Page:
--- Josephus, Wars of the Jews, book 5,11,1

And when the valleys were filled with crucified corpses, with no more room to apply the same torment to the newcomers, Titus ordered to cut off the hands of the latter ones and send them back inside the city so that they would not be able to participate in the fighting and could serve as examples for those who remained.


On the 29 Iyar, the Romans completed the ground works to prepare for the final assault. This consisted of raising four banks, one for each legion, as ramps for the war machines and the assault in four different places of the inner wall. At this time, the defenders threw all sorts of materials over the wall, with bitumen, and set them on fire so that it would destroy the works done by the Romans. The tactics worked and the Romans retrieved what could be saved of their war machines and rams:


However, seeing the banks of the Romans were demolished, these Romans were very much east down upon the loss of what had cost them so long pains, and this in one hour's time. And many indeed despaired of taking the city with their usual engines of war only.
--- Josephus, Wars of the Jews, book 5,11,6

Titus could have just surrounded the city and wait for the famine to do its work, as Caesar did to the Gauls besieged in Alesia. But the Roman commander didn’t want to win a war without action. So the ground works resumed, this time in building an earthwall that would encompass the city and prevent anyone to escape from it. Then the famine continued to take its toll and the robbers ruled over the ghastly city:

A deep silence also, and a kind of deadly night, had seized upon the city; while yet the robbers were still more terrible than these miseries were themselves; for they brake open those houses which were no other than graves of dead bodies, and plundered them of what they had; and carrying off the coverings of their bodies, went out laughing, and tried the points of their swords in their dead bodies; and, in order to prove what metal they were made of they thrust some of those through that still lay alive upon the ground; but for those that entreated them to lend them their right hand and their sword to despatch them, they were too proud to grant their requests, and left them to be consumed by the famine. Now every one of these died with their eyes fixed upon the temple, and left the seditious alive behind them. Now the seditious at first gave orders that the dead should be buried out of the public treasury, as not enduring the stench of their dead bodies. But afterwards, when they could not do that, they had them cast down from the walls into the valleys beneath.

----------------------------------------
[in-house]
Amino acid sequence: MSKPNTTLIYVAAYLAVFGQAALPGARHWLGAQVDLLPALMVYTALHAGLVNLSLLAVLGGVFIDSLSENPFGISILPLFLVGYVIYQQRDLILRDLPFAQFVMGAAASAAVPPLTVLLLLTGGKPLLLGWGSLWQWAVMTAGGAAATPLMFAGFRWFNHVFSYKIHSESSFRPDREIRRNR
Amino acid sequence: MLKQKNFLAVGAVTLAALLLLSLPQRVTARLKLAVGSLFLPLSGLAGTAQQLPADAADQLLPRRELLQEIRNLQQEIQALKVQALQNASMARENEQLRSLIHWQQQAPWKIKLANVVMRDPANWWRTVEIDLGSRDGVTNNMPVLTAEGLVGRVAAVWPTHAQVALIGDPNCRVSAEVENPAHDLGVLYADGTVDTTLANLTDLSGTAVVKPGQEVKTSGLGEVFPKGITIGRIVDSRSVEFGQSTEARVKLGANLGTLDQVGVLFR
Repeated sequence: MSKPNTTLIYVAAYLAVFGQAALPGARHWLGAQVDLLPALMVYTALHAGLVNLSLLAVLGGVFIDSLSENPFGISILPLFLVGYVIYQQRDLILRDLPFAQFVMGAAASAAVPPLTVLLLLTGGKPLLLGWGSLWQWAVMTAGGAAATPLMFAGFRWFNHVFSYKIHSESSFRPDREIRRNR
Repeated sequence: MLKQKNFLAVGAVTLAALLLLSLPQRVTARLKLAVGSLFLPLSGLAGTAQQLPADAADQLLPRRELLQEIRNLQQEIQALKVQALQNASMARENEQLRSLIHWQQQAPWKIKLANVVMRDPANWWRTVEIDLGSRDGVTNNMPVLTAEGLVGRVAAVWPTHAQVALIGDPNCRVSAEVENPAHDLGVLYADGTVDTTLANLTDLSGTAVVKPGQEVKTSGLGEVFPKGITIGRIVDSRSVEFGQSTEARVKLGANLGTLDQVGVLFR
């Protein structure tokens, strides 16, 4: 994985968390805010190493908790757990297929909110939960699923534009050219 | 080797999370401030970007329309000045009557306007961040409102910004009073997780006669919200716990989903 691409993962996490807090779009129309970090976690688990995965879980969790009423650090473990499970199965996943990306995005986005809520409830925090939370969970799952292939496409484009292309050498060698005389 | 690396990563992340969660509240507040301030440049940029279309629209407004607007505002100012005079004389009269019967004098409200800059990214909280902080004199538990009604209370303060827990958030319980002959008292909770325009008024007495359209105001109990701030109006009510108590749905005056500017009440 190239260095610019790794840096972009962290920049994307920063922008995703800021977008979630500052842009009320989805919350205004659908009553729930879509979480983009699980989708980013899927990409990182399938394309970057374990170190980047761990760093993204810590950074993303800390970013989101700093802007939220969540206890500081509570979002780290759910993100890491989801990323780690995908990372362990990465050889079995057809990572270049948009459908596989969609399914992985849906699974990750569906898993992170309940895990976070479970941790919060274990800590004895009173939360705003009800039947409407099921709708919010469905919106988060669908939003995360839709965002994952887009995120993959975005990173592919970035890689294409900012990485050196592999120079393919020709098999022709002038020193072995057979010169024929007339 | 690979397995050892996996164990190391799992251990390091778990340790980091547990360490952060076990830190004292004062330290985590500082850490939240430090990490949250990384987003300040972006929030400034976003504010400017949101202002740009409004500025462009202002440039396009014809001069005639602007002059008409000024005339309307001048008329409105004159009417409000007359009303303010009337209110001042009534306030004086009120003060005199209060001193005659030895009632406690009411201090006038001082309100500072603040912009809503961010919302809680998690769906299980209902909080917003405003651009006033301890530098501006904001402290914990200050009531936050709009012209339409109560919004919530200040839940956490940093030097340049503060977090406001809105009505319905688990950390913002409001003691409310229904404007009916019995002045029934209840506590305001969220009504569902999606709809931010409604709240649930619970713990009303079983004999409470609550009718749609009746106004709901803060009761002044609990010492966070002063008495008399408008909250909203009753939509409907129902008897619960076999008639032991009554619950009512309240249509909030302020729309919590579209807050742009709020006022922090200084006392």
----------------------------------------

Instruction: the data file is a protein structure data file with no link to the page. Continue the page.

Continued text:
--- Josephus, Wars of the Jews, book 5,12,3

Titus was fully aware that the city was held by the seditious factions and that the civilians were the ones paying the human cost of the siege, so he ordered the banks and the ramps to be built again, hoping to end the war at the soonest. Some of these citizens were Josephus’ parents themselves who were put in a prison by Simon, the leader of the Sicarii (Josephus, Wars of the Jews, book 5,13,1).

One of the Jewish defenders caught on the 1 Tammuz, when the general attack started, declared to Titus that, through the gate he was in charge of, they carried no less than 115,000 dead bodies out of the city since the 14th of the previous month (Sivan) (Josephus, Wars of the Jews, book 5,13,7).

On that night, one of the towers of the Antonia fortress collapsed from the hammering of the walls. This was an important milestone, and unexpected result too, because the Antonia towers stood higher than the floor of the Temple Mount which was adjacent. Climbing on top of these towers meant that the Romans would then be able to slip into the Temple courts below.

Antonia Tower
The collapse of one of the Antonia towers
(source Visual Timeline of the Roman-Jewish War)